Many pharmaceuticals are derived from herbal medicine. However, drugs usually rely on singular molecular compounds, many of which are isolated extracts of the plants’ active ingredients. Using the whole plant in herbal medicine is more balanced and less likely to cause side effects. Chinese herbs are usually prescribed in combination to increase the efficacy of the formula and help decrease any possible side effects. Most importantly, for an herbalist, the goal of treatment is not to simply relieve symptoms but to treat the internal imbalance at the root of the problem.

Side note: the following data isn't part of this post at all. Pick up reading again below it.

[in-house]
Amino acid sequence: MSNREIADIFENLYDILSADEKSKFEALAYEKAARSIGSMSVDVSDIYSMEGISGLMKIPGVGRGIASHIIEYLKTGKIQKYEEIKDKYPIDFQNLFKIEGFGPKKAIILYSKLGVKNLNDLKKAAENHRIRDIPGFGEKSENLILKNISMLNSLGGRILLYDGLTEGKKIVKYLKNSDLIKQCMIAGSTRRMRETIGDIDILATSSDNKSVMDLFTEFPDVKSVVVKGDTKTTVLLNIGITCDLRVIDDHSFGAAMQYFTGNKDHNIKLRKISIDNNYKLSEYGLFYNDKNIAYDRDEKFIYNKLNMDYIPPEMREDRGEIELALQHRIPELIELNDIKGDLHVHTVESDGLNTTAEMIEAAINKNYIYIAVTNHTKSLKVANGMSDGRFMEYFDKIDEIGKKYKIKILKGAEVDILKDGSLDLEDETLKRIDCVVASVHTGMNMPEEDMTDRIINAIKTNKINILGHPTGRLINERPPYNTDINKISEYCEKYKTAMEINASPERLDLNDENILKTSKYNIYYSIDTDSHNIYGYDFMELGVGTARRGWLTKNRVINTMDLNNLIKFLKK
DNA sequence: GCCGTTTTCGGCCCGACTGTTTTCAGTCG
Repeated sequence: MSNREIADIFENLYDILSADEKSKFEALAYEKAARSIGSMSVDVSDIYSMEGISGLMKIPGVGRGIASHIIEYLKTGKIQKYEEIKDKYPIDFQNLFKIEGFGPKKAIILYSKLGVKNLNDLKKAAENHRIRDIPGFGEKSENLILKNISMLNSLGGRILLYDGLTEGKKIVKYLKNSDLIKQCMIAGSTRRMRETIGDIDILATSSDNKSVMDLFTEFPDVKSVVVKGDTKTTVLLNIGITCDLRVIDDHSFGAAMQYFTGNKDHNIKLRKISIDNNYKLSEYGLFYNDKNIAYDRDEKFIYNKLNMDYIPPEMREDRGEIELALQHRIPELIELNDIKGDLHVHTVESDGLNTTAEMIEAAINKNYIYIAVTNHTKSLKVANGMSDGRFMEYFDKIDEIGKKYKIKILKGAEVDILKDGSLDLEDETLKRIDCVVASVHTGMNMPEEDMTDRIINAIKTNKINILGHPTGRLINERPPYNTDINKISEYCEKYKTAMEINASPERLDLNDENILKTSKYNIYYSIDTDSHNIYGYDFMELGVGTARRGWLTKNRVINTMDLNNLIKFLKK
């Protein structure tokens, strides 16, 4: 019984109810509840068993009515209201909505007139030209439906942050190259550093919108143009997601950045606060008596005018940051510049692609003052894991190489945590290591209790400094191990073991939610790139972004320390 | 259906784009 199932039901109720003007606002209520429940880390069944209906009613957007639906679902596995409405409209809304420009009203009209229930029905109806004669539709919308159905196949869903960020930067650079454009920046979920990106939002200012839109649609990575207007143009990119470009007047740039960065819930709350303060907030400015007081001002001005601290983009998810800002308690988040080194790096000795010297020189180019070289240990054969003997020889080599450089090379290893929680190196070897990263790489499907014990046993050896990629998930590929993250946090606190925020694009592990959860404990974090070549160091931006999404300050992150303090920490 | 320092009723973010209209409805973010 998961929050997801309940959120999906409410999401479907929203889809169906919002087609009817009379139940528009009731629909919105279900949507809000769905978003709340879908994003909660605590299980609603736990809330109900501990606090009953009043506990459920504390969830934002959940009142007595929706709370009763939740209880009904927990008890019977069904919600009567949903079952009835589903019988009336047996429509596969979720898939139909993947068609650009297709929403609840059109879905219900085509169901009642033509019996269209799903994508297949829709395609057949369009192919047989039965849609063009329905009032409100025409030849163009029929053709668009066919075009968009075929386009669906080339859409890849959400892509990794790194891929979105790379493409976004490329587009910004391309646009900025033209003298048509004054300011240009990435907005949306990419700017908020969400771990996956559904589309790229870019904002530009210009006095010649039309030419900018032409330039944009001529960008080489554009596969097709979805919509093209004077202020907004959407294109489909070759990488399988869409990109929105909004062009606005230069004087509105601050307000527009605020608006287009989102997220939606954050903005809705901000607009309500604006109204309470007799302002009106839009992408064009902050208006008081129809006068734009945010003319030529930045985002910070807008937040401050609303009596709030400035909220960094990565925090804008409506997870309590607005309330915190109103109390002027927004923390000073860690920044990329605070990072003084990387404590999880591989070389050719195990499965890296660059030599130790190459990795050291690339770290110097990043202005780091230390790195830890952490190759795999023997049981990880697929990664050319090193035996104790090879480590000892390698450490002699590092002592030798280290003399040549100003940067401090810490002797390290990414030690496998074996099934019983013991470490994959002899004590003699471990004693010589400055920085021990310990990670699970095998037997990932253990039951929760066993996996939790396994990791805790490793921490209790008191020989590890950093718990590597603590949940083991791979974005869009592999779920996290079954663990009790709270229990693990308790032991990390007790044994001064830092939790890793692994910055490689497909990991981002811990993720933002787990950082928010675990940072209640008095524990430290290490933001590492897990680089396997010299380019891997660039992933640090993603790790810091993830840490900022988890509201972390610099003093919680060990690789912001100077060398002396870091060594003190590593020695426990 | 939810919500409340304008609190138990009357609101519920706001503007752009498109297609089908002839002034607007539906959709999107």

Can I take pharmaceutical medication with Chinese herbs?

It is very important to let us know about any pharmaceuticals that you are currently taking. In most cases, taking Chinese herbs is not contraindicated for people who are also taking pharmaceutical drugs. There are some exceptions to this, however, so it is very important to only take herbs that have been prescribed by a licensed practitioner.

What forms do the herbs come in?

The three basic forms of Chinese herbs are pills, powders, and teas made from bulk herbs. All of the forms are effective, but we will discuss which will work best for you.

Bulk herbs are the most potent, but they also require some work as they must be cooked. You will need to boil the herbs every few days at home to make a tea. For a fee, some herbal pharmacies will cook the herbs for you and send them to you in vacuum-sealed packages.